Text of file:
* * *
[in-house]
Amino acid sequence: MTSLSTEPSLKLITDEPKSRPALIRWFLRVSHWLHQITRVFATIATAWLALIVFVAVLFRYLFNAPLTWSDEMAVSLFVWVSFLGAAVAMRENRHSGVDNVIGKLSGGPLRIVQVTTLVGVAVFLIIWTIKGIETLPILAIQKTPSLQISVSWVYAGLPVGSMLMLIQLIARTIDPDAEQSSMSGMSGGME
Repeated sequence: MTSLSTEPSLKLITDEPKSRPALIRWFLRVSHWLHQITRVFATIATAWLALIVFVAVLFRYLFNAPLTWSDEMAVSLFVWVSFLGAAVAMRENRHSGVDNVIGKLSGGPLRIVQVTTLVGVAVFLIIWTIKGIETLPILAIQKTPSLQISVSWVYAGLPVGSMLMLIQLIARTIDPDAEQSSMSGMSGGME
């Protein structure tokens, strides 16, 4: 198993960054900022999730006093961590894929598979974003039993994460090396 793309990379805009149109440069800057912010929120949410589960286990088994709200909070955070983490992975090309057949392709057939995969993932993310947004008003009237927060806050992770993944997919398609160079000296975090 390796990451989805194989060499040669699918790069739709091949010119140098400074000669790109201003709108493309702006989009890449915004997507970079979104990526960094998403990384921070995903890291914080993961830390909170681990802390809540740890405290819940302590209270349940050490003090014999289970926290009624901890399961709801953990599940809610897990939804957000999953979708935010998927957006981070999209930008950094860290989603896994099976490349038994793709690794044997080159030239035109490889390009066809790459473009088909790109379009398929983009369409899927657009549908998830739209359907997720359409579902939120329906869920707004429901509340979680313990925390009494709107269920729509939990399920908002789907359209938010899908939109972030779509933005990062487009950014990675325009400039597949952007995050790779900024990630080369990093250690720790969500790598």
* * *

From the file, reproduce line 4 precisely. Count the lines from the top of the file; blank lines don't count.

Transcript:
């Protein structure tokens, strides 16, 4: 198993960054900022999730006093961590894929598979974003039993994460090396 793309990379805009149109440069800057912010929120949410589960286990088994709200909070955070983490992975090309057949392709057939995969993932993310947004008003009237927060806050992770993944997919398609160079000296975090 390796990451989805194989060499040669699918790069739709091949010119140098400074000669790109201003709108493309702006989009890449915004997507970079979104990526960094998403990384921070995903890291914080993961830390909170681990802390809540740890405290819940302590209270349940050490003090014999289970926290009624901890399961709801953990599940809610897990939804957000999953979708935010998927957006981070999209930008950094860290989603896994099976490349038994793709690794044997080159030239035109490889390009066809790459473009088909790109379009398929983009369409899927657009549908998830739209359907997720359409579902939120329906869920707004429901509340979680313990925390009494709107269920729509939990399920908002789907359209938010899908939109972030779509933005990062487009950014990675325009400039597949952007995050790779900024990630080369990093250690720790969500790598």